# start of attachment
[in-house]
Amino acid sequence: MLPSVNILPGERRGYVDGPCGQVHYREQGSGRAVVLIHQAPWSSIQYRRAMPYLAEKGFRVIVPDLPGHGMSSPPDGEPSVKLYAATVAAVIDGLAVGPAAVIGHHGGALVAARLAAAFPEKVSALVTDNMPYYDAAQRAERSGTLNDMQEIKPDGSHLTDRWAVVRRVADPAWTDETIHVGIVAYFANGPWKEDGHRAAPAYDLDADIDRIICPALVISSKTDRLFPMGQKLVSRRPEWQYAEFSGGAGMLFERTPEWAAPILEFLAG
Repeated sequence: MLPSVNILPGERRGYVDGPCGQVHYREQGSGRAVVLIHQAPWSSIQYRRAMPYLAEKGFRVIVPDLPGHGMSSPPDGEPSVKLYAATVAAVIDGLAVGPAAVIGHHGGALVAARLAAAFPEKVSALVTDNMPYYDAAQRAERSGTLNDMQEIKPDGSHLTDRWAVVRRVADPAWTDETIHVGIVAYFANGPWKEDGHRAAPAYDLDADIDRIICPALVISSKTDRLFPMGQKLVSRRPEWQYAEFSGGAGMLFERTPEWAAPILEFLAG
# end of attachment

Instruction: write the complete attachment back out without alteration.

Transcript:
[in-house]
Amino acid sequence: MLPSVNILPGERRGYVDGPCGQVHYREQGSGRAVVLIHQAPWSSIQYRRAMPYLAEKGFRVIVPDLPGHGMSSPPDGEPSVKLYAATVAAVIDGLAVGPAAVIGHHGGALVAARLAAAFPEKVSALVTDNMPYYDAAQRAERSGTLNDMQEIKPDGSHLTDRWAVVRRVADPAWTDETIHVGIVAYFANGPWKEDGHRAAPAYDLDADIDRIICPALVISSKTDRLFPMGQKLVSRRPEWQYAEFSGGAGMLFERTPEWAAPILEFLAG
Repeated sequence: MLPSVNILPGERRGYVDGPCGQVHYREQGSGRAVVLIHQAPWSSIQYRRAMPYLAEKGFRVIVPDLPGHGMSSPPDGEPSVKLYAATVAAVIDGLAVGPAAVIGHHGGALVAARLAAAFPEKVSALVTDNMPYYDAAQRAERSGTLNDMQEIKPDGSHLTDRWAVVRRVADPAWTDETIHVGIVAYFANGPWKEDGHRAAPAYDLDADIDRIICPALVISSKTDRLFPMGQKLVSRRPEWQYAEFSGGAGMLFERTPEWAAPILEFLAG